Norway - Luna Kafé - Full Moon 20 - 06/10/98
The Del Trio
If You've Got To Fight ... Fight Dirty!
The Del Trio, or simply Del, is seated in Trondheim, from where they release
this "improv-rock-holocaust" debut album (after releasing a split 7" with Green
Monkey containing Sonic Youth cover songs - with linernotes by number one fan
Thurston Moore! - earlier this year). Actually the release party was to take
place under the full moon on May 11th (at SoWhat, Oslo), but it was postponed
till May 25th. Del is: Lasse Marhaug on guitar, electronic noise, etc. (who
has been releasing lots of home-recorded tapes and records over the last years,
on his kitchen-sink label Jazzassin, as a solo artist, with Origami Replika,
but also collaborating with other noise-mongers from around the world), Per G.
Galaaen on gitar (one of the men behind the Apartment Records label, with
experience from various bands over the years, such as Jellikit/Noodle and
Slowburn), and "bikercinemaniac" Kjell R. Jenssen on drums (who has been
skin&stick-man for bands such as Motorpsycho and Swamiis plus others). And,
just so that you're warned; this record isn't un-progged.
This LP is a two-part album. Side one ("play dirty at 33.3 rpm"), the
studio side, is called Improv (or improv-rock-holocaust),
and side two ("play safely at 33.3 rpm") bears the title Live At LoFi-café .
(A secret club, or dare I say "speak-easy", at the Lademoen area of Trondheim,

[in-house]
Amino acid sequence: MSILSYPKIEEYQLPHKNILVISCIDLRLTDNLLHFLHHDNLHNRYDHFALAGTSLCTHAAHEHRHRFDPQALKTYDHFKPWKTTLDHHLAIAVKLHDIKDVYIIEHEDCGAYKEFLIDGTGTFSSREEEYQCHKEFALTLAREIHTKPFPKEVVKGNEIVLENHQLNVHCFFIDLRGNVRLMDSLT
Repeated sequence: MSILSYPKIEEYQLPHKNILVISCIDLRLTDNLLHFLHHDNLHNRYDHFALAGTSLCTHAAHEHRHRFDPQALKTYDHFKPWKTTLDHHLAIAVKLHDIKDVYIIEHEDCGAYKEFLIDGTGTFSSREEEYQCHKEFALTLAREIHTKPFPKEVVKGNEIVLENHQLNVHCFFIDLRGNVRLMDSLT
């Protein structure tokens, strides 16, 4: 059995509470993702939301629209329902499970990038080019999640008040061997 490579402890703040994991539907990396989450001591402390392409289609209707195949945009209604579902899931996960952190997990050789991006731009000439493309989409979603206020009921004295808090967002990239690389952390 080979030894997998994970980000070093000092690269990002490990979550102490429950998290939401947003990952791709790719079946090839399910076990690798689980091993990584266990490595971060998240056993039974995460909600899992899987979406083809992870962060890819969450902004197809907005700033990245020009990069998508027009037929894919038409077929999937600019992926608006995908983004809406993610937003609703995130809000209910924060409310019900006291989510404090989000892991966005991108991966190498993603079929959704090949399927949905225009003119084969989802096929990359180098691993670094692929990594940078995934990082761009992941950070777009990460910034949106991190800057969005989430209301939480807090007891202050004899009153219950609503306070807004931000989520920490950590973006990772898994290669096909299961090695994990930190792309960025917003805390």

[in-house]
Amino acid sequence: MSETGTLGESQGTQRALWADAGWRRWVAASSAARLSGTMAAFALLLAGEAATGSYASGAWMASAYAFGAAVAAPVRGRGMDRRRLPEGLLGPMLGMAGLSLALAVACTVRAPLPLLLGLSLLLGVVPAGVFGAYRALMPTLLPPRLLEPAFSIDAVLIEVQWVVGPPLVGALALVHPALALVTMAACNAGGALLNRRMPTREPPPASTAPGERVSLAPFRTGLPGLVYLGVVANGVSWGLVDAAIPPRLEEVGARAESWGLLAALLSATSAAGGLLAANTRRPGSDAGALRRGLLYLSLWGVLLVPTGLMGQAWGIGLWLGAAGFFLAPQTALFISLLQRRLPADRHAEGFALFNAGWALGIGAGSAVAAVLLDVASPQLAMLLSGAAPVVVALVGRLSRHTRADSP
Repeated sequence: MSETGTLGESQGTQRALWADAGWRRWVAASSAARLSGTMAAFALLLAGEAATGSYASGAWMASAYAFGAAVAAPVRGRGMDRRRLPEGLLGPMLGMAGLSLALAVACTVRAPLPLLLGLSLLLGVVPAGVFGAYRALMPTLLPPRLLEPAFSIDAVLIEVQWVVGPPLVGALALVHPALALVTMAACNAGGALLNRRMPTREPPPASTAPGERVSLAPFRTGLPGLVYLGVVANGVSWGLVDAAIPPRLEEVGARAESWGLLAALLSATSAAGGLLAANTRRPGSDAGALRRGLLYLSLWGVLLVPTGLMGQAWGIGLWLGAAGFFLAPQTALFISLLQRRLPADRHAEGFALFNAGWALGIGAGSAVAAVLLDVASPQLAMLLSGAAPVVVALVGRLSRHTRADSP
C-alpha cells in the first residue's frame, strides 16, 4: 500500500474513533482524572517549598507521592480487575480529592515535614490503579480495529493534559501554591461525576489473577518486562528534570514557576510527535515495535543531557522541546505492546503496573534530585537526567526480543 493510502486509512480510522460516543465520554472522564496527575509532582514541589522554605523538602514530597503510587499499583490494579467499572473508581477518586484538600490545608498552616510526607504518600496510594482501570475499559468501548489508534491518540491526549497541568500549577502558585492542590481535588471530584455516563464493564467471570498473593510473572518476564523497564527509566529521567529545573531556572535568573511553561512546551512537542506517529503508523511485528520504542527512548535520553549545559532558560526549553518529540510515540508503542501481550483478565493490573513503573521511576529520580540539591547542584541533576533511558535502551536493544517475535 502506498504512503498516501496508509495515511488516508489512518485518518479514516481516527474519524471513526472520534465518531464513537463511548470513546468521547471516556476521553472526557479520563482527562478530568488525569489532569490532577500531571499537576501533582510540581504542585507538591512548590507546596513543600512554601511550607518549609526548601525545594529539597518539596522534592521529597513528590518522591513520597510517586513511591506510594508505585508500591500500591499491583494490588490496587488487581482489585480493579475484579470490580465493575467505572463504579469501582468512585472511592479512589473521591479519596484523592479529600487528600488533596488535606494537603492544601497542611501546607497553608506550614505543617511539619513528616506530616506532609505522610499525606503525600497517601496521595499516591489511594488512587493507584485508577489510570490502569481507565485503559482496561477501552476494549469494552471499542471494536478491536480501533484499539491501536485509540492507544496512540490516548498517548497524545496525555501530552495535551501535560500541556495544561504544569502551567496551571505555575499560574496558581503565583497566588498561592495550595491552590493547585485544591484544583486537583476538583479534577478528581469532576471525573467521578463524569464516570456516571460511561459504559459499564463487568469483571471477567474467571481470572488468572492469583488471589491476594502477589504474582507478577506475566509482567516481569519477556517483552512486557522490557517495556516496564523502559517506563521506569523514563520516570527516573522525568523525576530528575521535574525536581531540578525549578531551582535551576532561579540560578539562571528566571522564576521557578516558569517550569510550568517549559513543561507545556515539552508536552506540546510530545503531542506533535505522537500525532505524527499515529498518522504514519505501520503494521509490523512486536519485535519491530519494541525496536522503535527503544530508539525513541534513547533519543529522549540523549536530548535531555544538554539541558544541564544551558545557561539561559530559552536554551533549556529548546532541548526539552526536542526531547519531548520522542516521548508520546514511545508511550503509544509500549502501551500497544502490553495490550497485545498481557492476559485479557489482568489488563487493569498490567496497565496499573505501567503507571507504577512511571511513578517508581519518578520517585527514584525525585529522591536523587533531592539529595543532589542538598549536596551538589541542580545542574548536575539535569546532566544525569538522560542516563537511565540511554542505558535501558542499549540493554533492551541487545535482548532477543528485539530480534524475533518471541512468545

also known as Svartlamon.) Del are working
inside the experimental, improvisational (and, of course, instrumental)
territories of free-rock (as in free-jazz). They seem to like jumping in at
the deep end of the pool. The whirling-noise-pool, that is. An they're not
drowning, but rather droning.
Improv (yes, it's one piece, 20-something minutes long, improvised onto
a DAT on March 7th last year) starts almost being conventional, with a sort of
straight beat underneath the guitar-patterns. It feels like jumping onboard a
slowly running underground-train. Soon Del start their journey, going from
smoother parts to somewhat being sheer noise terror. They seem to drift through
various phases, entering different levels, but most of all they cultivate the
monotonous and the repetitive. I really don't hang on to their track all the way.
Some parts I do like, others I've got big problems to follow. 23 minutes of Del
really challenge your stamina and interest. Fragments of their music could have
been taken from the soundtrack of a film by, say, David Lynch back in his student
days. Or maybe this music is the real elevator music? Might be.
After the turnover we get presented to the live side, which was performed in front
of a small (hence the applause at the end) audience, and taped to a DAT-recorder
during last summer's Eat The Rich "festival". Live at LoFi... isn't
exactly Last Night of the Proms, well, maybe "Last Night of the Progs"? With
its noisy "pomp" and drony circumstance. The whole show is pretty low-toned and lo-fi,
being sort of eccentric prog-ambience. They're not thundering, but rather constructing
discreet layers of feedback and distortion. In some parts Del sounds like being Capt.
Beefheart's sick and twisted cousin. Towards the end of the 25-minute (ca) piece,
there is suddenly "vocals" from a choir of dolphins and other sea-creatures. The
whirlpool in the sea of green slows down and turns peaceful at last? To finally
make a conclusion, I'll simply repeat what I said earlier: Del sure know how to
challenge your patience. But if you're kool with the pro-noise-dronery, you can
just hop inside. If you're quick enough to grab one copy of this strictly limited
edition (210 only!).
The evening when the live-side was recorded wasn't in lack of action: during
Del's concert a guy from the audience freaked-out (maybe not to keen on the musical
performance, eh?), jumped the stage, and physically attacked, threatning to kill
Mr. Jenssen! Listen closely and you might notice this event.
Copyright © 1998 Håvard Oppøyen